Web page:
London: Umpires and captains generally support the Umpire Decision Review System (UDRS) used in three countries during the southern hemisphere summer, according to International Cricket Council (ICC) general manager Dave Richardson.
"At this point in time the general consensus seems to be it works, it gets more decisions right, it is resulting in more correct decisions," Richardson told Reuters in a telephone interview from the ICC's Dubai headquarters.
The ICC has promised an investigation into the referral system after England complained about the performance of third umpire Darryl Harper in the fourth test against South Africa.
Harper was the official in charge of ruling on appeals from either side against the decisions of the on-field umpires.
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"We are better off with the old system," said England and Wales Cricket Board (ECB) chairman Giles Clarke. "If the umpire is as deaf as a post and as blind as a bat at least it's the same for both sides."
Richardson said the ICC had studied television footage from the four tests in South Africa, six in Australia and three in New Zealand where the UDRS had been used.
"The bottom line is that in all the series we have used it, 13 test matches overall, is we hadn't used UDRS we would have talked about umpires getting about 91 percent of their decisions right," he said.
"But we have been able to correct the number of those mistakes so the overall number now is 97 percent. So that to us is a significant improvement. From that fact alone it would be silly to throw the baby out with the bath water just because things go wrong occasionally."
Richardson said the ICC was "completely happy" with the ball tracking systems in the three series, used to help the third umpire determine if an lbw decision was correct.
"I can confirm that Hawk-Eye has been particularly good. In fact the Hawk-Eye and Virtual Eye and the protocols that go with it have worked superbly well, they have been one of the biggest contributors to the fact that we've got so many more decisions correct," he said.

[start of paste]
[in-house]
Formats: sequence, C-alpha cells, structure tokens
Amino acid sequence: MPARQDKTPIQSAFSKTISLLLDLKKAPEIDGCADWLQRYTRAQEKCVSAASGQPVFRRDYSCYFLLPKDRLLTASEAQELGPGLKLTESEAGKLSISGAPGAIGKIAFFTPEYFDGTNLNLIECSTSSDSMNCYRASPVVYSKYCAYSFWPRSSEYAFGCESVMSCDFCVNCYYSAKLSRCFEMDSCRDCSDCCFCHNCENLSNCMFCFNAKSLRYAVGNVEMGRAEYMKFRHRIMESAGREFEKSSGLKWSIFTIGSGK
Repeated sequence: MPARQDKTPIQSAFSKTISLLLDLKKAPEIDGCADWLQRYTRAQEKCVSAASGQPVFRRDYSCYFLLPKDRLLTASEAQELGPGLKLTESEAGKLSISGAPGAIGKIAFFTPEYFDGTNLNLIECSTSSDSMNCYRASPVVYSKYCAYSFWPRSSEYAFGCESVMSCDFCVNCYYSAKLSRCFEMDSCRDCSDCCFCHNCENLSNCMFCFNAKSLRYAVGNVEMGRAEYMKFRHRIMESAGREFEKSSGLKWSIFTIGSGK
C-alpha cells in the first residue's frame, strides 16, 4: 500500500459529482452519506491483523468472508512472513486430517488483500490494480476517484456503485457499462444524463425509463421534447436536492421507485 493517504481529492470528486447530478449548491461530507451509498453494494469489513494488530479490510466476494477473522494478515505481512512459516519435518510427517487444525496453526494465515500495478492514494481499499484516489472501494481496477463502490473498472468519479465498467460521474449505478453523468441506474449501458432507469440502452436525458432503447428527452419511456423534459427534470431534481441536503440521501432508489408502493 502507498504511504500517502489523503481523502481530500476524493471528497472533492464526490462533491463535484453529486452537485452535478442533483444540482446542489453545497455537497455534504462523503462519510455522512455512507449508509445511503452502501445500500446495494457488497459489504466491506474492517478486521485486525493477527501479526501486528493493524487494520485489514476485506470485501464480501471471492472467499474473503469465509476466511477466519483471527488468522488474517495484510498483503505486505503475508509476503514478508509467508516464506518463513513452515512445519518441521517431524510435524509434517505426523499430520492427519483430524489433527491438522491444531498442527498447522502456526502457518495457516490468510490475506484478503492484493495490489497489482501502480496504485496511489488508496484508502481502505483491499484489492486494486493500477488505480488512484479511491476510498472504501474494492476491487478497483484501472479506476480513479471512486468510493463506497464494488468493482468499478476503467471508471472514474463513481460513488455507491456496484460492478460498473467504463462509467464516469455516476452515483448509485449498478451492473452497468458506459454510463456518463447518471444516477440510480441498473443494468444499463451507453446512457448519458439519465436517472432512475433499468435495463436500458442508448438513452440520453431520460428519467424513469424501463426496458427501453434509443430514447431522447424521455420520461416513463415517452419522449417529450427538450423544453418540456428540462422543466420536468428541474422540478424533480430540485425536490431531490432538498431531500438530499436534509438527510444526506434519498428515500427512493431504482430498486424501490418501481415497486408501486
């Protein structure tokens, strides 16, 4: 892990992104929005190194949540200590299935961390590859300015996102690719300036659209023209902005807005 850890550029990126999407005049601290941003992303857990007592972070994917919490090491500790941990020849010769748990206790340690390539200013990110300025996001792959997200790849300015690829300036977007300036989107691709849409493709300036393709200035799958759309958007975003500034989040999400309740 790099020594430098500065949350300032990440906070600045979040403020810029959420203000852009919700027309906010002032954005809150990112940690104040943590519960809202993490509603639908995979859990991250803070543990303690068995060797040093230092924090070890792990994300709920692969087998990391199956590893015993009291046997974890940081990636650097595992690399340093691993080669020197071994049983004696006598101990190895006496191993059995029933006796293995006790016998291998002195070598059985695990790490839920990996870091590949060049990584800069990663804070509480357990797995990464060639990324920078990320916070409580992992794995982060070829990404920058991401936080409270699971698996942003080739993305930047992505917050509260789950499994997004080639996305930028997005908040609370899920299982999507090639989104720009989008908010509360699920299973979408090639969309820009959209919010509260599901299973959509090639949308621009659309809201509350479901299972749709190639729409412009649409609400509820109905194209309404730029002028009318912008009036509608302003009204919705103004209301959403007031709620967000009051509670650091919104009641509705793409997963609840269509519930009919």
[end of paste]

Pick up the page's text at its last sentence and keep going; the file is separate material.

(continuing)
The former South African wicketkeeper said there were still problems with technology such as hot spot, which uses infra-red cameras to see if a ball has brushed the bat or glove.
"We have seen so many examples even in the test matches this summer where there's no mark from hot spot, the ball didn't seem to deflect in any way but there's a noise and you wonder was that hitting the bat or did the handle keep clicking," he said.
Overall, though, Richardson said umpires and captains approved the principle of the UDRS.
"You get some umpires who are a little bit insecure, slowly but surely technology is taking over their job. Hopefully, they will realise this is doing something to preserve their job, letting them check on it if they think or someone thinks a mistake has been made," he said.
"There are others who support it and think this takes the pressure off them because they feel they can make their decision now and the consequences are not going to be series-changing or career-threatening for players.
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"And there are probably some of them who think they are good enough, they don't need technology in the first place. It's a bit of a variety but I still maintain the majority are in favour of the way we are going.
"I think the same thing can be said about the captains. The general feeling is, though, we definitely need to work to refine the specifications as the technology gets better and better."